Theme & Variations: Improvisations on Children's Songs
介质: Audio CD
出版者: Kuckuck Records
What springs to most people's minds when they hear the word organ is the electronic instrument widely used in pop music as opposed to the original pipe organ. And as far as the pipe organ's concerned, we are used to hearing pieces by Bach or Reger being played on it and associate it with churches, cathedrals and classical music. Thus, when Franz Lehrndorfer, an internationally renowned performer of both classical and modern musical literature, plays the traditional organ in an unusual fashion here, then he is probably the first musician to show us that the wealth of color this "queen of instruments" has to offer lends itself equally to themes of an entertaining and light-hearted nature common to well-known songs. In comparison to other themes, children's songs by their very nature are short and simple in harmony, and as such less suited to large scale renditions. Hence Lehrndorfer has chosen the classical form of the variation to express the various aspects and moods of a song, whether it be the dance of the peasants and of the be-ba-bootsyman, the flight of the fox from the hunter in pursuit, or the twittering of birds in the wood in Cuckoo. The listener experiences almost in passing exemplary techniques of improvisation and movement, coupled with a timelessly-contemporary harmony appropriate to the songs. The Matchsticks variation is a large-scale rendition. The theme which often just shimmers through in skeletal form is the starting point for moods and atmospheres that are conveyed in rhapsodic fashion. Says Lehrndorfer, "Embarking on new territory in my youth, I discovered a propensity towards inventing new, free variations of well-known songs." For him improvisation means relying on spontaneous inspiration. There are no sketches or set plans for any of his improvisations in concerts or recordings; sometimes a theme once previously heard makes a brief reappearance but it is then developed completely differently. The joy of improvising and being free to explore the range of options was the primary factor leading to this recording's conception. Its charm lies in the immediacy of the experiment and the personal enjoyment of certain uses of register or unexpected turns in the music.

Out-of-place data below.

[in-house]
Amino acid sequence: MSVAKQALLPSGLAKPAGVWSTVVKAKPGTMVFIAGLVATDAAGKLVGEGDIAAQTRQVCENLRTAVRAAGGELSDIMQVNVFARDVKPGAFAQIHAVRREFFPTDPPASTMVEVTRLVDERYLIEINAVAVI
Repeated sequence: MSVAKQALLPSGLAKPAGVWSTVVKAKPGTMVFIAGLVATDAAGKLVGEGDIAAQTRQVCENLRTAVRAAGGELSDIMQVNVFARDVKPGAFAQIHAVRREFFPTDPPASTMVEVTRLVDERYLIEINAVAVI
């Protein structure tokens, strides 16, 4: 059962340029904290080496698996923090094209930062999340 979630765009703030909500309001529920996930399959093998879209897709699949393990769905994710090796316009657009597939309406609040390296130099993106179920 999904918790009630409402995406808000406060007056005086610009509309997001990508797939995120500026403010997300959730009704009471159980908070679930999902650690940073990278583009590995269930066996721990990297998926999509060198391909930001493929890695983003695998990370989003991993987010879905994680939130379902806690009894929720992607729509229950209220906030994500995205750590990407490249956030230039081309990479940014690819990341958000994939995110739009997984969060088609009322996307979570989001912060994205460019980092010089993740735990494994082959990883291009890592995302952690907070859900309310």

Schlaf, Kindlein, Schlaf